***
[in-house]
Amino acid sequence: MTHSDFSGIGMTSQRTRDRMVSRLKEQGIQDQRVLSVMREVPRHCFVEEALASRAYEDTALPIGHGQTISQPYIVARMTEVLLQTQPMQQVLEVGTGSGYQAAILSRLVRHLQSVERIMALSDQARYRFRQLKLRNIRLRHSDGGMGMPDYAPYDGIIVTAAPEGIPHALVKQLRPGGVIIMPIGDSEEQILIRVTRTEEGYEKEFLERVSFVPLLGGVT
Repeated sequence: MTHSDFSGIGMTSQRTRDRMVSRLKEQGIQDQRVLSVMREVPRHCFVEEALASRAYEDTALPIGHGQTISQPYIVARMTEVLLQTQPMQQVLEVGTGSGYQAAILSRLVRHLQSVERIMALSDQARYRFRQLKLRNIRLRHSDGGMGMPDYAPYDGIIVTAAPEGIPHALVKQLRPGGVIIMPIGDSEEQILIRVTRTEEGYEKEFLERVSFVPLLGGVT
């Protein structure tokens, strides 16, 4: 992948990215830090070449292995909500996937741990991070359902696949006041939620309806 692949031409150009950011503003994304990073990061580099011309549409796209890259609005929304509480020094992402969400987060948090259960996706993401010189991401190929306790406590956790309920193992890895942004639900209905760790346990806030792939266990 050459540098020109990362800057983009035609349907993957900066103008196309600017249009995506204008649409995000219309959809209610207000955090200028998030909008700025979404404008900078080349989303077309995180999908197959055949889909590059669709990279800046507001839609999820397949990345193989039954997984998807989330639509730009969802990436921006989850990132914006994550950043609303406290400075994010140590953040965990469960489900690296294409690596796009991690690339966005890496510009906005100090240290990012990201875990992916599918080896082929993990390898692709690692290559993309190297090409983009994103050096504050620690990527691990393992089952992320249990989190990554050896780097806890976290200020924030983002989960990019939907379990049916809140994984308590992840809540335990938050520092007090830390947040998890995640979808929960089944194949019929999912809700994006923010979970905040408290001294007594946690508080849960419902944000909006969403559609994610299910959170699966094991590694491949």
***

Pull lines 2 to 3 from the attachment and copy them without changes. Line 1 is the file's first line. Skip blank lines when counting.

Amino acid sequence: MTHSDFSGIGMTSQRTRDRMVSRLKEQGIQDQRVLSVMREVPRHCFVEEALASRAYEDTALPIGHGQTISQPYIVARMTEVLLQTQPMQQVLEVGTGSGYQAAILSRLVRHLQSVERIMALSDQARYRFRQLKLRNIRLRHSDGGMGMPDYAPYDGIIVTAAPEGIPHALVKQLRPGGVIIMPIGDSEEQILIRVTRTEEGYEKEFLERVSFVPLLGGVT
Repeated sequence: MTHSDFSGIGMTSQRTRDRMVSRLKEQGIQDQRVLSVMREVPRHCFVEEALASRAYEDTALPIGHGQTISQPYIVARMTEVLLQTQPMQQVLEVGTGSGYQAAILSRLVRHLQSVERIMALSDQARYRFRQLKLRNIRLRHSDGGMGMPDYAPYDGIIVTAAPEGIPHALVKQLRPGGVIIMPIGDSEEQILIRVTRTEEGYEKEFLERVSFVPLLGGVT